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Slow Down, Take a Breath. Dealing with Panic and Anxiety.

Do you remember holding your breath as a child? Or seeing a child doing so? Their faces can be comical, especially when they accompany the breath holding with crossing their eyes, widening the eyelids, and puffing of the cheeks. Breathing is one of our most basic skills. It is the first thing we do when we are born. You would think that we should know how to breathe, but many of us breathe shallow and rapid, especially during states of emergency, panic or anxiety. 

When panic or anxiety occurs, our “fight or flight” system kicks in instantaneously. We experience symptoms of increased heart rate, confusion, dizziness, tingling in the hands/feet, or shortness of breath. These symptoms are often accompanied with rapid, shallow breathing into our upper lungs only.  This breathing pattern can lead to hyperventilation and low oxygen levels, which can again stimulate the “fight or flight” system in a nasty endless circle. 

Luckily, there is an easy solution. We can reverse all these symptoms by altering our breathing patterns to a slower pattern, stimulating our “relaxation” system. When we breathe calmly into our nose and fill our entire ribcage, we begin to slow oxygen consumption, reduce our heart rate, decrease our blood pressure and muscle tension. We can also begin to give ourselves an improving sense of ease or calmness throughout our bodies and minds. This effect is nearly immediate and effective. 

According to an article in Psychology Today, the only thing we need to do is to breathe out slowly. If we focus on the exhale, our inhale will get longer naturally in response. So, focus on your exhale, making it gentle and slow. It should feel almost as if you are blowing up a balloon with the least amount of effort it would take. Keep blowing until you have emptied your lungs fully. The article recommends that we also conduct a “body scan” while slowly exhaling, looking for areas of muscle tension. As we continue to blow out, release these tensions with the outgoing air and allow calmness to flow back in with the inhale.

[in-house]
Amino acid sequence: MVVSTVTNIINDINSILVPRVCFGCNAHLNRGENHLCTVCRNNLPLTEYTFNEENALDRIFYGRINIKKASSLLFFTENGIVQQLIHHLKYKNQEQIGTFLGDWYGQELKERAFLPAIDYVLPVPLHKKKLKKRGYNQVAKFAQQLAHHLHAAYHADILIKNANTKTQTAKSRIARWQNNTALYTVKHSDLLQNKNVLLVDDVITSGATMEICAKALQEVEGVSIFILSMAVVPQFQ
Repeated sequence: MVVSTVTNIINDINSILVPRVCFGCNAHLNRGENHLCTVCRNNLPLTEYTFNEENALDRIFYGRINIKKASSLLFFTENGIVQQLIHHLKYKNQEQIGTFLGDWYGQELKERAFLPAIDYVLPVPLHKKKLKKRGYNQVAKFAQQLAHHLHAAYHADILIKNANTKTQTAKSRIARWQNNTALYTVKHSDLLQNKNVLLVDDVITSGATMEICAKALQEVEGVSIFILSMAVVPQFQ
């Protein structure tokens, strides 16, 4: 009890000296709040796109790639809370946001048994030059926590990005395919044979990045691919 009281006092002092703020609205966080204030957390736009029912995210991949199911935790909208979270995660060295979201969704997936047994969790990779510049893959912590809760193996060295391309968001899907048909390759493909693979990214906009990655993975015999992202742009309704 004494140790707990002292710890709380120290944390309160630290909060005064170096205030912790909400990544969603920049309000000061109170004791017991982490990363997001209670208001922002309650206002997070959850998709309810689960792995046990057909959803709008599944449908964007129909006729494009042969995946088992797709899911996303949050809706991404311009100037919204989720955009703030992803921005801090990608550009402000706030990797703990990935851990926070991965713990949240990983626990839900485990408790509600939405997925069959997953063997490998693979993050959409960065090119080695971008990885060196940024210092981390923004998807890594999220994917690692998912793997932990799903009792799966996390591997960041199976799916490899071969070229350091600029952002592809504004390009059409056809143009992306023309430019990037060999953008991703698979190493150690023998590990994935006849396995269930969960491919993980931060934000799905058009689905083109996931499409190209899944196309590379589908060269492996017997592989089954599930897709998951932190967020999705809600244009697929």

Many of us have been told, “Take a deep breath”. Unfortunately, this can stimulate a deep breathing anxiety response. Slow, elongated breathing is much more effective and helps the body to naturally calm, lowering the heart rate and reducing the body’s “fight or flight” symptoms.  As a physical therapist, I am amazed at how many people do not breathe in this way. I frequently find that people choose the shallow upper lung breathing automatically without realizing it. I have also found that many people hold their breath periodically and habitually throughout the day. This can lead to the problems noted here today. If you would like to learn more about healthy breathing techniques, please consult your favorite physical therapist at Specialized Physical Therapy. 

Relaxation breathing is easy to do. We have programs on our watches. There are several good, free apps to guide our breathing and monitor our heart rate. If you would like more in-depth education, breathing techniques are taught in yoga classes and meditation techniques. Do yourself a big favor and take the time to breathe slowly and enjoy a 60 second break from all the stress and anxiety in our busy lives.